d. List the outdoor essentials necessary for any campout, and explain why each item is needed.
    e. Present yourself to your Scoutmaster with your pack for inspection. Be correctly clothed and equipped for an overnight campout.
  6. Do the following:
    a. Describe the features of four types of tents, when and where they could be used, and how to care for tents. Working with another Scout, pitch a tent.
    b. Discuss the importance of camp sanitation and tell why water treatment is essential. Then demonstrate two ways to treat water.
    c. Describe the factors to be considered in deciding where to pitch your tent.
    d. Tell the difference between internal- and external-frame packs. Discuss the advantages and disadvantages of each.
    e. Discuss the types of sleeping bags and what kind would be suitable for different conditions. Explain the proper care of your sleeping bag and how to keep it dry. Make a comfortable ground bed.
  7. Prepare for an overnight campout with your patrol by doing the following:
    a. Make a checklist of personal and patrol gear that will be needed.
    b. Pack your own gear and your share of the patrol equipment and food for proper carrying. Show that your pack is right for quickly getting what is needed first, and that it has been assembled properly for comfort, weight, balance, size, and neatness.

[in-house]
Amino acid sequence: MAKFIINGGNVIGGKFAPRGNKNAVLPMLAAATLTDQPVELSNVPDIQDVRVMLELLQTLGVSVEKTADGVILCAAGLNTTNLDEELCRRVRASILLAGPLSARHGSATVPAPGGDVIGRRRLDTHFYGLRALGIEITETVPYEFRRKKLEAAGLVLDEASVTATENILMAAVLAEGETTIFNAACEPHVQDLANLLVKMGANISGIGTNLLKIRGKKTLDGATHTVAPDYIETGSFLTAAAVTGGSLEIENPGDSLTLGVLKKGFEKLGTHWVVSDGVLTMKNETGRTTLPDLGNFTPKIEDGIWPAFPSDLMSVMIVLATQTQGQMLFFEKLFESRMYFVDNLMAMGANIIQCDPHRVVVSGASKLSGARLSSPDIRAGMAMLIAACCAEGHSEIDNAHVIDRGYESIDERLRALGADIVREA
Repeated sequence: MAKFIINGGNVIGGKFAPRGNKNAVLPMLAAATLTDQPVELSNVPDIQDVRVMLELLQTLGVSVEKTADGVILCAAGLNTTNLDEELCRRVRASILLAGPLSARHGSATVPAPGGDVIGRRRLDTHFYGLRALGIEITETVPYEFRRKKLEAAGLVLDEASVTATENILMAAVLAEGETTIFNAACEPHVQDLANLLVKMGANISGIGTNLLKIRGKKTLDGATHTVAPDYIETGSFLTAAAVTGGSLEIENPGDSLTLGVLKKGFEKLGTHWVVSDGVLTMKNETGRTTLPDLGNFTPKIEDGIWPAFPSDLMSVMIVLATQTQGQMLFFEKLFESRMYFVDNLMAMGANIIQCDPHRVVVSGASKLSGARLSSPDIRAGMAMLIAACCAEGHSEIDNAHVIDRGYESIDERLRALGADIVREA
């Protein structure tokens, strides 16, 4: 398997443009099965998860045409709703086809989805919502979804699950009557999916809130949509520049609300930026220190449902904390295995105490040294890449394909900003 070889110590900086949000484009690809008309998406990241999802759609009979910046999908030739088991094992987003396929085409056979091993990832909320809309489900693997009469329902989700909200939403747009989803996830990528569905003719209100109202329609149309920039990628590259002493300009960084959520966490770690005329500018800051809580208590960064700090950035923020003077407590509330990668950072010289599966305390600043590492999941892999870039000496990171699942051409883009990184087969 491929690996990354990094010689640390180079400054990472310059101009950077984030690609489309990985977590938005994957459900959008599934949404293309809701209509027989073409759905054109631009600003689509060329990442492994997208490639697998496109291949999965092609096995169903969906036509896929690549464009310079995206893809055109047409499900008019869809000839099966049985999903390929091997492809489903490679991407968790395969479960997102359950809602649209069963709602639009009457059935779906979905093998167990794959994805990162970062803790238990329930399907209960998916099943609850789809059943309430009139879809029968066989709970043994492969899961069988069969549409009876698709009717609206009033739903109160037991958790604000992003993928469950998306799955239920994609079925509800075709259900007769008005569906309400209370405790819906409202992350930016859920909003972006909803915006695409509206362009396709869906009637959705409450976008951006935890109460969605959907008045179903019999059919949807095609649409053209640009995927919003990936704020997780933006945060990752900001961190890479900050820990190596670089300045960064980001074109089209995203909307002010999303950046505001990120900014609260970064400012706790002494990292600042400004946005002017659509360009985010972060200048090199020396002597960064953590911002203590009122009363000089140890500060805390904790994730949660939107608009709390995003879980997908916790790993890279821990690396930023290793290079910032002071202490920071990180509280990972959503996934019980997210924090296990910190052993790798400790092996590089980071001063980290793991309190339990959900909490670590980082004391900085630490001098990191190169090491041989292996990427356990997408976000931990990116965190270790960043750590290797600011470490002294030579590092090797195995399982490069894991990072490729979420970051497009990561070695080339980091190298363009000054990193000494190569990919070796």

8. Do the following:
    a. Explain the safety procedures for:
    1. Using a propane or butane/propane stove
    2. Using a liquid fuel stove
    3. Proper storage of extra fuel
    b. Discuss the advantages and disadvantages of different types of lightweight cooking stoves.
    c. Prepare a camp menu. Explain how the menu would differ from a menu for a backpacking or float trip. Give recipes and make a food list for your patrol. Plan two breakfasts, three lunches, and two suppers. Discuss how to protect your food against bad weather, animals, and contamination.
    d. Cook at least one breakfast, one lunch, and one dinner for your patrol from the meals you have planned for requirement 8c. At least one of those meals must be a trail meal requiring the use of a lightweight stove.
  9. Show experience in camping by doing the following:
    a. Camp a total of at least 20 days and 20 nights. Sleep each night under the sky or in a tent you have pitched. The 20 days and 20 nights must be at a designated Scouting activity or event. You may use a week of long-term camp toward this requirement. If the camp provides a tent that has already been pitched, you need not pitch your own tent.
    b. On any of these camping experiences, you must do TWO of the following, only with proper preparation and under qualified supervision:
    1. Hike up a mountain, gaining at least 1,000 vertical feet.
    2. Backpack, snowshoe, or cross-country ski for at least 4 miles.
    3. Take a bike trip of at least 15 miles or at least four hours.
    4. Take a nonmotorized trip on the water of at least four hours or 5 miles.
    5. Plan and carry out an overnight snow camping experience.
    6. Rappel down a rappel route of 30 feet or more.
    c. Perform a conservation project approved by the landowner or land managing agency.